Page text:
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The Blue Dutch Shepherd Breed Standard Loophole

The Blue Dutch Shepherd Breed Standard Loophole

Dutch Shepherds are not as common as German Shepherds or Belgian Malinois, but they share many traits with the two dog breeds. If you like some exclusivity when it comes to canine family members, then this is the right dog for you.

In case you need to go a step further, a blue Dutch Shepherd will make it an even bigger eye-catcher. We are going to become canine geneticists for a few minutes, then we will turn back into dog lovers again.

Rest assured, you will know more about blue Dutch Shepherds than you thought you wanted or believed you could. Enough with the chatting, let us get into the topic of the day.

Putting The Blue In The Blue Dutch Shepherd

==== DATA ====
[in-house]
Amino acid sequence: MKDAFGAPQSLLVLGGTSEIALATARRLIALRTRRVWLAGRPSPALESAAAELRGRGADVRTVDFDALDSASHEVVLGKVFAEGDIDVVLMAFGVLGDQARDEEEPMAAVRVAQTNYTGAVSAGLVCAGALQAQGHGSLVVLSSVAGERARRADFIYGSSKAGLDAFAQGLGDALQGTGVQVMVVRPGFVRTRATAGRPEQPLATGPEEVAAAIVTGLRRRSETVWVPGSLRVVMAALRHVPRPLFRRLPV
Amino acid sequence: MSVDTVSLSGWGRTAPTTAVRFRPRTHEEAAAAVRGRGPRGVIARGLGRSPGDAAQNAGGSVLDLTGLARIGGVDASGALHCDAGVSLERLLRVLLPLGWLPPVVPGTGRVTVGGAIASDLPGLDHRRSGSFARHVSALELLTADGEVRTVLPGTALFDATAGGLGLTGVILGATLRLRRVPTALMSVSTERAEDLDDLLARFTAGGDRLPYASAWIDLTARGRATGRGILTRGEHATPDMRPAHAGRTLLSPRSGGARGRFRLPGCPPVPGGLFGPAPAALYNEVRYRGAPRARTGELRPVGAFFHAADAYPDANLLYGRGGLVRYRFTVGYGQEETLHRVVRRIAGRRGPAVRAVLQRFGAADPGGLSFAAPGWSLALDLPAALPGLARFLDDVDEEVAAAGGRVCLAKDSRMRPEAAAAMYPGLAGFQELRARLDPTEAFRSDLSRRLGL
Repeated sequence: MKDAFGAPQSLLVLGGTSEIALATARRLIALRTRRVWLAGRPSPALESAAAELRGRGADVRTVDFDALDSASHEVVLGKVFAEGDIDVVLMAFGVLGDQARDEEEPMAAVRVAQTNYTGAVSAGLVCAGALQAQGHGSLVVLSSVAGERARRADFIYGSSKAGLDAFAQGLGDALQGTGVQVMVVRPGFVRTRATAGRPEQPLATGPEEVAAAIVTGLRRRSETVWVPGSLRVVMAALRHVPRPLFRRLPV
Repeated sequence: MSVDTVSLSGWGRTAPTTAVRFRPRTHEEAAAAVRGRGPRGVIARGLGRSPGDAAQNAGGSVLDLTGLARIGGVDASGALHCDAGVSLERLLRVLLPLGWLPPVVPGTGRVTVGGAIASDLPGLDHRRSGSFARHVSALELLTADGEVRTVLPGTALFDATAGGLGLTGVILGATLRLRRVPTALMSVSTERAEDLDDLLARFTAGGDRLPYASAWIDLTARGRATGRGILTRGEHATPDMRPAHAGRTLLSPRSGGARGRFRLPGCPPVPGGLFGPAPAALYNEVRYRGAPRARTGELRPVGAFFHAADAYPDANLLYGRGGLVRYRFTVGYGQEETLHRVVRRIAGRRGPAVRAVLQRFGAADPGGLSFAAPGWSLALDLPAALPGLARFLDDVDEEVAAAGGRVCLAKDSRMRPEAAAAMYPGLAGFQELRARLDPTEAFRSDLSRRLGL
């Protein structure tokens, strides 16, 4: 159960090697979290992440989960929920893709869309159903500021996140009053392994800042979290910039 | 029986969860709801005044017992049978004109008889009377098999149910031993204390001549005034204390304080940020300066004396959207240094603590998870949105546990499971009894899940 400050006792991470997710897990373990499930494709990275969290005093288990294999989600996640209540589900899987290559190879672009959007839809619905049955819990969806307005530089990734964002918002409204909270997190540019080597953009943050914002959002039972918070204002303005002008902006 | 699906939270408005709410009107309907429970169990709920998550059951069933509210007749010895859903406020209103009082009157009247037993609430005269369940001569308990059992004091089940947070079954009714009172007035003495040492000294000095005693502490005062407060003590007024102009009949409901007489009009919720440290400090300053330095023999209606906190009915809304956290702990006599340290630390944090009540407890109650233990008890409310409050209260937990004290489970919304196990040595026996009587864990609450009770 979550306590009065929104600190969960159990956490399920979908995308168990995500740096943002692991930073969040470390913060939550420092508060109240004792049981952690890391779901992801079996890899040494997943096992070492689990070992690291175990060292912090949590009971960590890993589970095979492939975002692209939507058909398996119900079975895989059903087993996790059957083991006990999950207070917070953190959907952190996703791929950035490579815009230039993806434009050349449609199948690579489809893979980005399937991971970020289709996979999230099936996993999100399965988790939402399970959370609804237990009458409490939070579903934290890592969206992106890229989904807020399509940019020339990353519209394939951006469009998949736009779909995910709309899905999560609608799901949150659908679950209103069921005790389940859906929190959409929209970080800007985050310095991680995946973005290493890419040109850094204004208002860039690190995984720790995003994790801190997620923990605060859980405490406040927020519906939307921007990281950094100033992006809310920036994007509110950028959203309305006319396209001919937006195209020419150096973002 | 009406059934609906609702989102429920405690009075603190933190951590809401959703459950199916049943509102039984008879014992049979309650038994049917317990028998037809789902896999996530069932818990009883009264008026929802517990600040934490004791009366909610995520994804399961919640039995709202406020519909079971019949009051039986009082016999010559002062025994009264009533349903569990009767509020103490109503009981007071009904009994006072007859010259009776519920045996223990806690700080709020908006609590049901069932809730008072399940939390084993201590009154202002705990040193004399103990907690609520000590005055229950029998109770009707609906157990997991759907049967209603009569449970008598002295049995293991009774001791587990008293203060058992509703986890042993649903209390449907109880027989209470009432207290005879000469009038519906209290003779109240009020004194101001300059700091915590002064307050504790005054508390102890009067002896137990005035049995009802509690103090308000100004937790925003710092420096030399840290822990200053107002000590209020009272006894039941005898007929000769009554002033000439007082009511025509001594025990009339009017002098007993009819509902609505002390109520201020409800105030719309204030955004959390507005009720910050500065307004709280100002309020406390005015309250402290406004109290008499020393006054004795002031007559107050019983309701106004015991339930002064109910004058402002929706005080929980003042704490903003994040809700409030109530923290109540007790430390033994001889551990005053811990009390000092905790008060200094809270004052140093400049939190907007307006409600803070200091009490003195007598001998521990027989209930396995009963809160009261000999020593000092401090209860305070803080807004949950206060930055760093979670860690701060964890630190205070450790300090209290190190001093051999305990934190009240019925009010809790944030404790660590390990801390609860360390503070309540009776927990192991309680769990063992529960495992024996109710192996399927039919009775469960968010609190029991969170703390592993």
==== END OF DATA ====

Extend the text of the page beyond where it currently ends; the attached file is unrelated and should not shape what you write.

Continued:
blue dutch shepherd laying on the couch
Photo from: @hangin_with_king

Surely, you already know that the blue coat color is not really blue. Various shades of gray can catch the light in a certain way, causing our human eyes to mistake it for blue.

Breeders simply love to put a hefty price tag on their dogs with unusual colors, so blue is sold by the bucket. Putting that aside, these dogs look absolutely magnificent not only because of the coat color but also the light-colored eyes.

The Dutch Shepherd breed is predominantly silver or gold brindle and yellow. Most Dutch Shepherds have very dark brindling that is barely noticeable due to the similarity between the stripes and base coat color.

With the scarcity of strong Dutch Shepherd bloodlines in the US, the blue color became even more popular, so the pool of breeding stock kept getting smaller. The genetics of a blue Dutch Shepherd is based on breeding generations of dogs with recessive genes.

This phenomenon is not exclusive to the Dutch Shepherd. A blue German Shepherd, Doberman, blue-eyed (and coat) Pitbull, and many more dog breeds have the same genetic process that includes two recessive genes on the D locus.